Saturday, August 23, 2008

Solvent Cleaners

Solvent cleaners should be limited to precleaning and should be used to remove large excesses of oil and grease. Vapor degreasing tends to remove oil from solid dirt particles without always removing the solids. The dirt particles left on the surface are very hard to remove because they are now dried out, subsequent alkaline cleaning will have no effect on them. Solvents remove fats and oils, pitch, resins, waxes, parafin, and the like. An ideal grease solvent should have the following properties.
  1. Degrease when cold or hot, or in the vapor state.
  2. Non flammable
  3. Chemically inert to metals
  4. Stable
  5. Nontoxic
  6. Boiling point under 125 oC
  7. Low specific heat and latent heat of vaporization
  8. Vapors heavier than air
  9. Liquid phase of high specific gravity and low surface tension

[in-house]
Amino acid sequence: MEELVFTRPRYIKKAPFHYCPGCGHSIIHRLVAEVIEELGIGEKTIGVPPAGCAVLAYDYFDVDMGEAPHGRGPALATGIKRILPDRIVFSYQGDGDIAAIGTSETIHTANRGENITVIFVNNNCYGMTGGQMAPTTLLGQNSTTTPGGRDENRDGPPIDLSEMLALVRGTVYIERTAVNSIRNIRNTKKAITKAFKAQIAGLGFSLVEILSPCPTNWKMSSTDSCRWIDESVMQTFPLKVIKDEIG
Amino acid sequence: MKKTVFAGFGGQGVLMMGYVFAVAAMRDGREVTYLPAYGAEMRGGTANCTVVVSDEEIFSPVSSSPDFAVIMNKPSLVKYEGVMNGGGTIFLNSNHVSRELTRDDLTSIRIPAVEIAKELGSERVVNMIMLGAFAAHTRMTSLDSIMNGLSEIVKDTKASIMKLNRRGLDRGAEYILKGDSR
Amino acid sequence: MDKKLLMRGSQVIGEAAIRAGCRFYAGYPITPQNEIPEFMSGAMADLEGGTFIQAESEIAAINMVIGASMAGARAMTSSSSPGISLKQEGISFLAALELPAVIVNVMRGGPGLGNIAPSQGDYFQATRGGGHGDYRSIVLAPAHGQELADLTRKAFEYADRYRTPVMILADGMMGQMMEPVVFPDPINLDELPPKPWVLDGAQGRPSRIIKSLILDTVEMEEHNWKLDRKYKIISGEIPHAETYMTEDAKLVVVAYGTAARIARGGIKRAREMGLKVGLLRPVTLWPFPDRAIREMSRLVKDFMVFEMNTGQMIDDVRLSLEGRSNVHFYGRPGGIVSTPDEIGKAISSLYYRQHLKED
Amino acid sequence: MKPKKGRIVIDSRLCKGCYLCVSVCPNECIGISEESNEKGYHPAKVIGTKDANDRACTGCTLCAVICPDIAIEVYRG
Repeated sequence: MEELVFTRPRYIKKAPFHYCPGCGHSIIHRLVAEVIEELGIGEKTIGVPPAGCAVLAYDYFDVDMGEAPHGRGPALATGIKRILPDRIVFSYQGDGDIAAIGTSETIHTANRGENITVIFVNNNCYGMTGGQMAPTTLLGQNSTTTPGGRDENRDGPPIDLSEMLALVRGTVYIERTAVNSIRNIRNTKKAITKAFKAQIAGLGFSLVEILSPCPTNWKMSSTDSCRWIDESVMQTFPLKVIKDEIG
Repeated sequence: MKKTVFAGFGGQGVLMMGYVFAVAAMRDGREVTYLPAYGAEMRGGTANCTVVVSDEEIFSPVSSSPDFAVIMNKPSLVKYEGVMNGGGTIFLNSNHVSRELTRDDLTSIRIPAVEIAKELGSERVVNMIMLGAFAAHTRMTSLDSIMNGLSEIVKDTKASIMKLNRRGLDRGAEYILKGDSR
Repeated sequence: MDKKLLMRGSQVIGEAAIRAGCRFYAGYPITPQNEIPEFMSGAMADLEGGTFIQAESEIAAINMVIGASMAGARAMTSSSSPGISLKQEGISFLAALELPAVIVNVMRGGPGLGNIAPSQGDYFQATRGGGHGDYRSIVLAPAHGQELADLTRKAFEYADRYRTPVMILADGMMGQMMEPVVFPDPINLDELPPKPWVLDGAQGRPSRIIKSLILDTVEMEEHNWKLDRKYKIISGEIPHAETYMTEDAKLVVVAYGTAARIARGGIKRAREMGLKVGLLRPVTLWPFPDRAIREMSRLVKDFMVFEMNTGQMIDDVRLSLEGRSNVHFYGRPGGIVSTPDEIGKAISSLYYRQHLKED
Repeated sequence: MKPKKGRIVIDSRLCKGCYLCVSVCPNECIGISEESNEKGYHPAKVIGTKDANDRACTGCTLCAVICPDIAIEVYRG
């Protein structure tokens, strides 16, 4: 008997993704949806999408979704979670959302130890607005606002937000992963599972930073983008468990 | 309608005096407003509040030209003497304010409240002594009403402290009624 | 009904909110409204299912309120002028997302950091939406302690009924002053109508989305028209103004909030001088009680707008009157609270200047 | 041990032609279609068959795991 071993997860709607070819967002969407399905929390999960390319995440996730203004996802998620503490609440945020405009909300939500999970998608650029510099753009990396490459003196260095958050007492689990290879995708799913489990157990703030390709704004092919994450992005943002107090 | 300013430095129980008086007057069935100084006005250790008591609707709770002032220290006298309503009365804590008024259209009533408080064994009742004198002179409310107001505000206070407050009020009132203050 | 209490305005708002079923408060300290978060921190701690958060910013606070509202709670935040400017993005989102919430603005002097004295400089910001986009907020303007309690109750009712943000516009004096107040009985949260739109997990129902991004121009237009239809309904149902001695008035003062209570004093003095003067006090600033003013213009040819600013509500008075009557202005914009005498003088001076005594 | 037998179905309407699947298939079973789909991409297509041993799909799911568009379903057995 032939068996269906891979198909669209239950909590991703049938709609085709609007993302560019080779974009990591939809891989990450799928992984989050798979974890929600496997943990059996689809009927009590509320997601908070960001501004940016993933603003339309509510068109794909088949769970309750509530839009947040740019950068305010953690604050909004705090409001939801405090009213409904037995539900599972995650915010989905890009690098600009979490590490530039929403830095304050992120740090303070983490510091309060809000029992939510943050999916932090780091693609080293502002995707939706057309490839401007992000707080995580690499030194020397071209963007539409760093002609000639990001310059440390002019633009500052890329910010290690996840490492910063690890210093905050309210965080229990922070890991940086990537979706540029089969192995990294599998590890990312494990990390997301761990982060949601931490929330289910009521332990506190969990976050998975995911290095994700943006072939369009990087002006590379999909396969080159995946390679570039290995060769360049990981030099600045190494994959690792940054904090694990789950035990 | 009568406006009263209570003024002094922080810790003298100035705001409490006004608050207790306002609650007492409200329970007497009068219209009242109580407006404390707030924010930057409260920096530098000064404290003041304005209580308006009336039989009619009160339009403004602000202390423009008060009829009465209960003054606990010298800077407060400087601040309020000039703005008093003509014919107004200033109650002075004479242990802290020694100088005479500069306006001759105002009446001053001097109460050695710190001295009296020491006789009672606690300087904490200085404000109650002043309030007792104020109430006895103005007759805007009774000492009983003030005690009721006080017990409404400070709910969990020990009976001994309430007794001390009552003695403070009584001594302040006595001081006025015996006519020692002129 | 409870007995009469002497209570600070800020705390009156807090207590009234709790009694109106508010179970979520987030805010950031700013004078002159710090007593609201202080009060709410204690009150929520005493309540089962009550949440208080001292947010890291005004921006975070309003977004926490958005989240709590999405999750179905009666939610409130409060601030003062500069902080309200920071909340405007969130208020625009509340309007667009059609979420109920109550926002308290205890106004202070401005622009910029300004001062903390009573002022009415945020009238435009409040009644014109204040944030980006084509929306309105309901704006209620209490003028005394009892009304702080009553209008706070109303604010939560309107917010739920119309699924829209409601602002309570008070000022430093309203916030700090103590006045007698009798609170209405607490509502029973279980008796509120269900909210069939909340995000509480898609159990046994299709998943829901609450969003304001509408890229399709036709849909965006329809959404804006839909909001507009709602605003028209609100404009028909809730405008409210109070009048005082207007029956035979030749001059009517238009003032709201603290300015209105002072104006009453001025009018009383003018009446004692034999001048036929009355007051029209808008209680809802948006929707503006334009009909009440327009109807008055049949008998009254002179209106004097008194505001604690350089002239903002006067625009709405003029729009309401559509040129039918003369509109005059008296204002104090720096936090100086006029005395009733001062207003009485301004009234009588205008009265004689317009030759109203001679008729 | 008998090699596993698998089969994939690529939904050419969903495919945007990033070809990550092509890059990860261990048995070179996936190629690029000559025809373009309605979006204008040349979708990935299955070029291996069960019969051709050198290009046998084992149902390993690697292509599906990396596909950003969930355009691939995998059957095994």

10. Meet air pollution requirements
  11. Be acceptable under the Occupational Safety and Health Act Standard
Such solvents as tri- and tetrachloroethylene, when properly inhibited, most nearly exhibit the properties desired. Both are toxic, however and care must be taken in designing equipment for their use, including provision for adequate ventilation.

By addition of oil-soluble emulsifiers to solvents to solvent-emulsion cleaners are produced. These are reported to afford very good removal of solid soils when used as diphase cleaners; they involve simultaneous contact of surface with water and a solvent that preferentially wets the metal. This system is particularly useful in removing dust and other solid particles mixed with oils and greases or pigmented drawing and buffing compounds. The metal still retains an oil film, however, so that it is necessary to alkaline clean before electroplating. A preliminary solvent emulsion treatment greatly decreases the load on the final cleaning bath. Care must be taken to remove all the solvent cleaner from recesses in metal parts before they are placed in the plating bath, or trouble will be encountered with plating solutions that contain surface active agents.